Your spoke pages must be comprehensive and bookmark-able. Don’t leave anything out. The goal is to entice users to return to the page frequently and share it with their friends. (Plus, the structure lends itself to sweet SEO equity).

What’s the result?

Analytically, you will notice a few interesting things about the hub page.

  1. Time spent on the hub page will be low, because it’s only a reference page.
  2. Unique traffic to the hub page will be greater than other pages on your site.
  3. Bounce rate on the hub page will be low because the whole purpose is to send the visitor to another page.
  4. You’ll capture more email sign ups on spoke pages because you’ve given the reader an impressive level of value and built more emotional investment.

After the hub

The beauty of this strategy is that it creates an understandable architecture to your content. Visitors explore more pages because your content is efficient as a whole. It feels more valuable than a collection of isolated island blog posts.

Once you finish a hub and spoke set, you can move on to another without losing track of what you’ve already created. This makes interlinking far easier. Choose another short-tail keyword and create a new hub and spokes around another topic. Link generously between spoke articles and hubs wherever appropriate.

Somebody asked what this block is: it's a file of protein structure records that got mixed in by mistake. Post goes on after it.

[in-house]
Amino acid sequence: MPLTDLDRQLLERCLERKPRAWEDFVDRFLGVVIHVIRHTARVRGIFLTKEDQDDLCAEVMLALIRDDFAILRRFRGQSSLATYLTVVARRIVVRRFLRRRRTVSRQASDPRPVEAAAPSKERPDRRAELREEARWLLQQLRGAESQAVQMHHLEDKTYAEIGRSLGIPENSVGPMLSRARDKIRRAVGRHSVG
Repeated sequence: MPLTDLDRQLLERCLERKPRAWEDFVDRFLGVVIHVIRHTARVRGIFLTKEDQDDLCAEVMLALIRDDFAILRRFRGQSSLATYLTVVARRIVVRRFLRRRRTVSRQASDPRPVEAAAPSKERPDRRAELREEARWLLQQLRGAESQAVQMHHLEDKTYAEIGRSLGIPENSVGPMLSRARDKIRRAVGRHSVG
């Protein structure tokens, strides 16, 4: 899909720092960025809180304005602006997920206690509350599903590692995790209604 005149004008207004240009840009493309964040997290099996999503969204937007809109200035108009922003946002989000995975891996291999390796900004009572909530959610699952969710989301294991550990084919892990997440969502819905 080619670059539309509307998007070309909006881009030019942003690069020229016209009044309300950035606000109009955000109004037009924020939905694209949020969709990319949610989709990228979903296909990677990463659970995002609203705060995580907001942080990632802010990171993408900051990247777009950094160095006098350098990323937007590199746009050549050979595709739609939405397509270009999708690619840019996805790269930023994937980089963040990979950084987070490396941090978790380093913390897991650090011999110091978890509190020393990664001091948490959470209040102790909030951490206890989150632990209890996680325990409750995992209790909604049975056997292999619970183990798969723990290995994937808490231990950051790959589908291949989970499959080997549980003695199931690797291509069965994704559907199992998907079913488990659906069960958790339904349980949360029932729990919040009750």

You should spend as much time distributing and promoting your content as it took to create. Since your hub and spoke took more time and energy than a standalone blog post, you should spend more time promoting it.

Naturally, post on social media (multiple times) and announce the new content to your email list. You should also find influential people with similar audiences and email them about your content. Be personal and pleasant. Don’t use robotic-sounding email templates.

One last note

Content creators often resist publishing articles that are similar to previous articles. There’s a bit of narcissism in all of us that assumes our readers are dutifully reading our posts as we publish.

Truthfully, few people will experience your content sequentially. Most will drop into a post from a link or a Google search and explore from there. If you’re at the beginning of your content journey, this is even less of an issue.

So don’t worry about writing consecutive posts on the same topic. If you need two spoke articles for your hub, get them finished.

About The Author

Dennis is a content marketing strategist, writer, and designer. He helps companies all over the world design content strategies and processes that collect leads and sales.
  • Matthew Ehrlich

    Hey Dennis,

    I’ve been putting together the content strategy for my company. I knew I wanted to use the hub/spoke model. Although I understood what the model consists of. This is by far the clearest definition of the method & strategy. I probably read through around 15 links on it from different sources.

    Good job!

    • Dennis Hammer

      Hi Matthew,

      I’m glad it helped. Thanks for reading!